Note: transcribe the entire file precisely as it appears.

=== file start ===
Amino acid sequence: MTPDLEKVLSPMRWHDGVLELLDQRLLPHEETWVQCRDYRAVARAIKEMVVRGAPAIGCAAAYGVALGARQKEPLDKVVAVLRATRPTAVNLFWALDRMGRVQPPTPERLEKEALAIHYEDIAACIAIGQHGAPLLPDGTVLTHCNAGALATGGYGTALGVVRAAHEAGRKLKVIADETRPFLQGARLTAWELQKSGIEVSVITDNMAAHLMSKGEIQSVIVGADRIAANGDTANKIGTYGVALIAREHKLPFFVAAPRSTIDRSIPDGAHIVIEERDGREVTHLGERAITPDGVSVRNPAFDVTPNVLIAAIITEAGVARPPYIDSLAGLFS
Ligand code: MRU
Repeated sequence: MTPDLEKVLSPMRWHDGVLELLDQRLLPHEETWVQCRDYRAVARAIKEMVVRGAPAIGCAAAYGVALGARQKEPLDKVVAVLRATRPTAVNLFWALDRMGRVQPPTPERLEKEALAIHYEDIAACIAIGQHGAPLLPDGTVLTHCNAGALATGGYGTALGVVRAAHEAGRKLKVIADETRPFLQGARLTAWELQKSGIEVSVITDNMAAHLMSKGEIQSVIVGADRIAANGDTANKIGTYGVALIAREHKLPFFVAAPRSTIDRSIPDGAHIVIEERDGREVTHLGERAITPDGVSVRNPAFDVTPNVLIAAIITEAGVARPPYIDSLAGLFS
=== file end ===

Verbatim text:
Amino acid sequence: MTPDLEKVLSPMRWHDGVLELLDQRLLPHEETWVQCRDYRAVARAIKEMVVRGAPAIGCAAAYGVALGARQKEPLDKVVAVLRATRPTAVNLFWALDRMGRVQPPTPERLEKEALAIHYEDIAACIAIGQHGAPLLPDGTVLTHCNAGALATGGYGTALGVVRAAHEAGRKLKVIADETRPFLQGARLTAWELQKSGIEVSVITDNMAAHLMSKGEIQSVIVGADRIAANGDTANKIGTYGVALIAREHKLPFFVAAPRSTIDRSIPDGAHIVIEERDGREVTHLGERAITPDGVSVRNPAFDVTPNVLIAAIITEAGVARPPYIDSLAGLFS
Ligand code: MRU
Repeated sequence: MTPDLEKVLSPMRWHDGVLELLDQRLLPHEETWVQCRDYRAVARAIKEMVVRGAPAIGCAAAYGVALGARQKEPLDKVVAVLRATRPTAVNLFWALDRMGRVQPPTPERLEKEALAIHYEDIAACIAIGQHGAPLLPDGTVLTHCNAGALATGGYGTALGVVRAAHEAGRKLKVIADETRPFLQGARLTAWELQKSGIEVSVITDNMAAHLMSKGEIQSVIVGADRIAANGDTANKIGTYGVALIAREHKLPFFVAAPRSTIDRSIPDGAHIVIEERDGREVTHLGERAITPDGVSVRNPAFDVTPNVLIAAIITEAGVARPPYIDSLAGLFS